Restrictions on where sex offenders can live, which have been passed in most states, have already rendered most residential areas in many cities off limits. The number of homeless sex offenders in California has increased threefold since 2006, when the latest residency restrictions were passed, and a third of sex offenders on parole are now homeless, according to reports from the Sex Offender Management Board....
Mr. Buscaino said he supported housing for sex offenders, but said the pocket park would improve the quality of life in Harbor Gateway. “Let’s house them, absolutely, but not in a high-population area like this one,” he said.
Many of the sex offenders who live near Harbor Gateway have been placed there with the help of parole officers, precisely so they would not end up on the street. The landlord of some nearby apartments where dozens of sex offenders on parole live, who spoke on the condition of anonymity for fear of retaliation, said that keeping paroled sex offenders together in transitional housing actually kept the community safer because it places controls on them even after they leave prison....
In some urban areas, however, there is already nowhere left for sex offenders to legally live. In Miami, dozens of convicted sex offenders camped under a bridge, unable to find any other shelter, until the encampment was broken up several years ago. Another camp in Miami, where a dozen offenders slept on the sidewalk, was dispersed last year when Marc Sarnoff, a city commissioner, had three pocket parks built in the neighborhood.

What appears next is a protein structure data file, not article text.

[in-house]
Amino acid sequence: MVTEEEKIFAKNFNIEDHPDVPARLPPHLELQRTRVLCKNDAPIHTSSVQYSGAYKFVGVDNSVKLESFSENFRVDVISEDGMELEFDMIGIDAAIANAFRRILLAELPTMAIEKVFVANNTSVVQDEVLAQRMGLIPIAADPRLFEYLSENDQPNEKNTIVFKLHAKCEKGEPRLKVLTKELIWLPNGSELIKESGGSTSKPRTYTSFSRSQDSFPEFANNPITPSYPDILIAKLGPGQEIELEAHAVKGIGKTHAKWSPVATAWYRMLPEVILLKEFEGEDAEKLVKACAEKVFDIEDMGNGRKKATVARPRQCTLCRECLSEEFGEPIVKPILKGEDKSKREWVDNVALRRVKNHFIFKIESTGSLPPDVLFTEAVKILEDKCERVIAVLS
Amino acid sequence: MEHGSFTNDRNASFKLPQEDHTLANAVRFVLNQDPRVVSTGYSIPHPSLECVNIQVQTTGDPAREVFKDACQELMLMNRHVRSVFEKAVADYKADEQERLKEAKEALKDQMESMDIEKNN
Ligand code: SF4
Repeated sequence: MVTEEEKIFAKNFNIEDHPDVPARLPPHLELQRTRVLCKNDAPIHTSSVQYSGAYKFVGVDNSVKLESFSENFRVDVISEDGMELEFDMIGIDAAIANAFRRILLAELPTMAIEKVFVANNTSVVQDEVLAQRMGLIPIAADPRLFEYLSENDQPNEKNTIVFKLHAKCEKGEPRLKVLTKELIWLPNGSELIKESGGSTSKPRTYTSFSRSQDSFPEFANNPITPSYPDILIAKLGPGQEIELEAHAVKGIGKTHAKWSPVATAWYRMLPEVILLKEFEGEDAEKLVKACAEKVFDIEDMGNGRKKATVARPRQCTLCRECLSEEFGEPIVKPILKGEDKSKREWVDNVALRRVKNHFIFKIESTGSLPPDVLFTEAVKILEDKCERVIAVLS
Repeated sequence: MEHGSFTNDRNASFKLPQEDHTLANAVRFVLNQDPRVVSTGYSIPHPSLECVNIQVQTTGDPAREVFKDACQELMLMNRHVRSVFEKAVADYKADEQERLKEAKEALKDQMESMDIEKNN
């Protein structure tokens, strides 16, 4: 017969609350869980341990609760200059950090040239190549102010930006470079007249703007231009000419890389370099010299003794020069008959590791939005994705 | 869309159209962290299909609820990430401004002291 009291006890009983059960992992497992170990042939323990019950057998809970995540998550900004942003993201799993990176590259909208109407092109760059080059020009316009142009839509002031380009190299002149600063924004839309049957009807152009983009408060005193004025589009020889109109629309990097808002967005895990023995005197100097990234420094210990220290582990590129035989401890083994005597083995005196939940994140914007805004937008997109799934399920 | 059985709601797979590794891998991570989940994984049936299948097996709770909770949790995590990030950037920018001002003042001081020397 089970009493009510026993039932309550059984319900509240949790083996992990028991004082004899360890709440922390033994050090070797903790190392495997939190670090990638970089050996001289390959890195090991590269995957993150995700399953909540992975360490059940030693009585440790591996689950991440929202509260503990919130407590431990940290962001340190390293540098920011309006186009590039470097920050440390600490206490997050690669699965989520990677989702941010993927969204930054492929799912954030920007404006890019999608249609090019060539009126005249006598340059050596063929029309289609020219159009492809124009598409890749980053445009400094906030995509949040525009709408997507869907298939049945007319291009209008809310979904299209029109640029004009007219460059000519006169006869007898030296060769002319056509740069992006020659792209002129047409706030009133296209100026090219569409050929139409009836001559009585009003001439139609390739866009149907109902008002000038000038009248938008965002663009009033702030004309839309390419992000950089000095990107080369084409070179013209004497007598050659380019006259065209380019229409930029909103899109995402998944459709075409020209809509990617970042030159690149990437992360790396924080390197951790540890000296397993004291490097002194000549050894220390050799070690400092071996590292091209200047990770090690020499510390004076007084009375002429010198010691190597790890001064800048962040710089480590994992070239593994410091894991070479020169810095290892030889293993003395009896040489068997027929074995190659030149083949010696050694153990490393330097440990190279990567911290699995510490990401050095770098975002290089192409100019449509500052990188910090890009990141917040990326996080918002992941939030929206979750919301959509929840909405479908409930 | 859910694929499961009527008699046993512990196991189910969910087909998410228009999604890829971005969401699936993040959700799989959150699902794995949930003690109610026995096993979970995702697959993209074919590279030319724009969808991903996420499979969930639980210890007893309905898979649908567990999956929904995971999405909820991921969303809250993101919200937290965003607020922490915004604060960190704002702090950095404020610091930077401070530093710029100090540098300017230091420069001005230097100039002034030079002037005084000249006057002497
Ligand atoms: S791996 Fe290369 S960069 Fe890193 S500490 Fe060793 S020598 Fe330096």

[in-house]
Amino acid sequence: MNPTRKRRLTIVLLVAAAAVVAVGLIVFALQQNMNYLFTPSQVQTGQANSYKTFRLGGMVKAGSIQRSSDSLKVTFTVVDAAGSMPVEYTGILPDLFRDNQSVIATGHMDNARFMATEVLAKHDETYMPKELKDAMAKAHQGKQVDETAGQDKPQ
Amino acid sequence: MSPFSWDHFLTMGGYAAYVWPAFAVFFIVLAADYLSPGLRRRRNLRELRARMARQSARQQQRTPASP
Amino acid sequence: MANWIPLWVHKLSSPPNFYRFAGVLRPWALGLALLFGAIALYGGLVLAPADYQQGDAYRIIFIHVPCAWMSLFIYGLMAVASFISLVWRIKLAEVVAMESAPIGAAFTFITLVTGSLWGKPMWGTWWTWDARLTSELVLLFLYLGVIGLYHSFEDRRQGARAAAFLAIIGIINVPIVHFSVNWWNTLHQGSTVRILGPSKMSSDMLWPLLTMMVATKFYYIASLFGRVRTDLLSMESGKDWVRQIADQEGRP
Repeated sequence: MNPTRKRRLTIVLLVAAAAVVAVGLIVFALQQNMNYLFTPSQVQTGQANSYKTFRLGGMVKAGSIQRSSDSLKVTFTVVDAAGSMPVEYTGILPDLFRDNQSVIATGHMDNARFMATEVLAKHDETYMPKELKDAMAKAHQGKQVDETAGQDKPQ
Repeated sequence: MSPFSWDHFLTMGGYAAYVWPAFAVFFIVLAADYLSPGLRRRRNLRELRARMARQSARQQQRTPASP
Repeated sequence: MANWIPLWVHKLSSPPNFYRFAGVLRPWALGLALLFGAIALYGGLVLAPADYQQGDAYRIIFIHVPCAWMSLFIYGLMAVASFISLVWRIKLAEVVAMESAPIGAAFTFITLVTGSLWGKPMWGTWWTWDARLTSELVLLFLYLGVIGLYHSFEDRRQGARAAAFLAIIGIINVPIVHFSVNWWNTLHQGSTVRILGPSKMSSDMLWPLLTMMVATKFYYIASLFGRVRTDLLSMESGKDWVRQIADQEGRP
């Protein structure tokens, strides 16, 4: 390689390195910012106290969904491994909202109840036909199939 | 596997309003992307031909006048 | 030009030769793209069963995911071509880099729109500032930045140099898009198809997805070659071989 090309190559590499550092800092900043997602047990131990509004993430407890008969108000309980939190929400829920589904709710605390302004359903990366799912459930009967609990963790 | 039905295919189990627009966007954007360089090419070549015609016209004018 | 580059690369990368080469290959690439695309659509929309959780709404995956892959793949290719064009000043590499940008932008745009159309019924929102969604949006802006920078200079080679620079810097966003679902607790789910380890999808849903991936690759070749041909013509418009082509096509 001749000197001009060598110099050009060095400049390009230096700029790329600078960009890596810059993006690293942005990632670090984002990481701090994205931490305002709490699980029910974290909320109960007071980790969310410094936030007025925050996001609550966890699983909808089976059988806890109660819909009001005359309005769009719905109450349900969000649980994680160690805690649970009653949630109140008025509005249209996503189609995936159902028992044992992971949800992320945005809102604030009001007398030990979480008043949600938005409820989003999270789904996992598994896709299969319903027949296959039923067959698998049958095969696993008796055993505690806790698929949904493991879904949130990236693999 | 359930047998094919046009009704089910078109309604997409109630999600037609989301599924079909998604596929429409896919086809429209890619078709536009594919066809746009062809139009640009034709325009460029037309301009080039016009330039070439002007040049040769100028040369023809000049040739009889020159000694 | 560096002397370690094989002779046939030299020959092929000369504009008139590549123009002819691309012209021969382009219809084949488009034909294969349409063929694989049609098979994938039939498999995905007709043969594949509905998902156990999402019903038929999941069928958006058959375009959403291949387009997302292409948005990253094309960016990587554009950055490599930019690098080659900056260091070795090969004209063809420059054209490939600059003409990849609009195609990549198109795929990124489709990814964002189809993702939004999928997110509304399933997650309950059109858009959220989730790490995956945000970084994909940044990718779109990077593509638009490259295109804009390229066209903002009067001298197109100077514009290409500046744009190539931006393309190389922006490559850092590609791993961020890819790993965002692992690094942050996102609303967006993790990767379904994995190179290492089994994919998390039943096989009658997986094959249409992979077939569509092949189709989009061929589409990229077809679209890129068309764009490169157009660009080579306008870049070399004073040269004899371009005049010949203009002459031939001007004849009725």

Mr. Sarnoff said he did not know where the offenders ended up. “There has to be a strategy in place so they don’t just live on the sidewalk,” Mr. Sarnoff said. “We need more resources in place so these guys don’t reoffend. But that’s beyond the city’s resources. It has to be at the state level.”
Sunday, March 03, 2013
Drug courts come to federal system (and New York Times' front page)Regular readers know about the drug courts movement and its (varied but still very important) success as an alternative means to process certain drug offenders through the modern criminal justice system. But, thanks to this big new front-page article in today's New York Times, which is headlined "Outside Box, Federal Judges Offer Addicts a Free Path," the notable new story of drug court development in the federal criminal justice system is due to get a lot more attention. Here are extended passages from the Gray Lady's important coverage of this important federal sentencing story: